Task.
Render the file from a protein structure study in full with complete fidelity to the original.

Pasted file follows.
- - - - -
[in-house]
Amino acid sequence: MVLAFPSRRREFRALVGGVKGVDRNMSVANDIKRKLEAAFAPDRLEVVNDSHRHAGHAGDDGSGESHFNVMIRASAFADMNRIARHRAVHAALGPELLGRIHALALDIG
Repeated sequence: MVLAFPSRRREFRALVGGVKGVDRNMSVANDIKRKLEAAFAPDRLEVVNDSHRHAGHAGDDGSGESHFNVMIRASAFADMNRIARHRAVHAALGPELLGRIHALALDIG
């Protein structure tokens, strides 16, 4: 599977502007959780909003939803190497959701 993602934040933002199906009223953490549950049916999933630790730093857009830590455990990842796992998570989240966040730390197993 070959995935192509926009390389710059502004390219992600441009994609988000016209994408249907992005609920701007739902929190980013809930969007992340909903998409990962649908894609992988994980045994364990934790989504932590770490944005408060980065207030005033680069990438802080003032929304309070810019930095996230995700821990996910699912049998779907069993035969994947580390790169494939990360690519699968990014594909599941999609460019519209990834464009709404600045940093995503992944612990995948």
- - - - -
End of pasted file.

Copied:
[in-house]
Amino acid sequence: MVLAFPSRRREFRALVGGVKGVDRNMSVANDIKRKLEAAFAPDRLEVVNDSHRHAGHAGDDGSGESHFNVMIRASAFADMNRIARHRAVHAALGPELLGRIHALALDIG
Repeated sequence: MVLAFPSRRREFRALVGGVKGVDRNMSVANDIKRKLEAAFAPDRLEVVNDSHRHAGHAGDDGSGESHFNVMIRASAFADMNRIARHRAVHAALGPELLGRIHALALDIG
């Protein structure tokens, strides 16, 4: 599977502007959780909003939803190497959701 993602934040933002199906009223953490549950049916999933630790730093857009830590455990990842796992998570989240966040730390197993 070959995935192509926009390389710059502004390219992600441009994609988000016209994408249907992005609920701007739902929190980013809930969007992340909903998409990962649908894609992988994980045994364990934790989504932590770490944005408060980065207030005033680069990438802080003032929304309070810019930095996230995700821990996910699912049998779907069993035969994947580390790169494939990360690519699968990014594909599941999609460019519209990834464009709404600045940093995503992944612990995948």